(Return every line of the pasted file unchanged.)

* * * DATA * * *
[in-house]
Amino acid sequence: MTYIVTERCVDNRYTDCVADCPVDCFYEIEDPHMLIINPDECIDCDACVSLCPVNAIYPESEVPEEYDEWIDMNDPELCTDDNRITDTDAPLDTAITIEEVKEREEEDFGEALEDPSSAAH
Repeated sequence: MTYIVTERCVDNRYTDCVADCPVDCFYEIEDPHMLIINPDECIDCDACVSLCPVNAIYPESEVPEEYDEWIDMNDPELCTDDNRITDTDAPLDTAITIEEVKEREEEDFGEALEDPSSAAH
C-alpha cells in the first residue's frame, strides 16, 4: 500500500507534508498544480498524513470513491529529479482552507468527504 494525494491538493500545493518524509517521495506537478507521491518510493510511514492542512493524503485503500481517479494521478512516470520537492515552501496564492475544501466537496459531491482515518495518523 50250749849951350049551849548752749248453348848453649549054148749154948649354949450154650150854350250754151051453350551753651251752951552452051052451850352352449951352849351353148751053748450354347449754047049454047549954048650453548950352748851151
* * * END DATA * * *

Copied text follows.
[in-house]
Amino acid sequence: MTYIVTERCVDNRYTDCVADCPVDCFYEIEDPHMLIINPDECIDCDACVSLCPVNAIYPESEVPEEYDEWIDMNDPELCTDDNRITDTDAPLDTAITIEEVKEREEEDFGEALEDPSSAAH
Repeated sequence: MTYIVTERCVDNRYTDCVADCPVDCFYEIEDPHMLIINPDECIDCDACVSLCPVNAIYPESEVPEEYDEWIDMNDPELCTDDNRITDTDAPLDTAITIEEVKEREEEDFGEALEDPSSAAH
C-alpha cells in the first residue's frame, strides 16, 4: 500500500507534508498544480498524513470513491529529479482552507468527504 494525494491538493500545493518524509517521495506537478507521491518510493510511514492542512493524503485503500481517479494521478512516470520537492515552501496564492475544501466537496459531491482515518495518523 50250749849951350049551849548752749248453348848453649549054148749154948649354949450154650150854350250754151051453350551753651251752951552452051052451850352352449951352849351353148751053748450354347449754047049454047549954048650453548950352748851151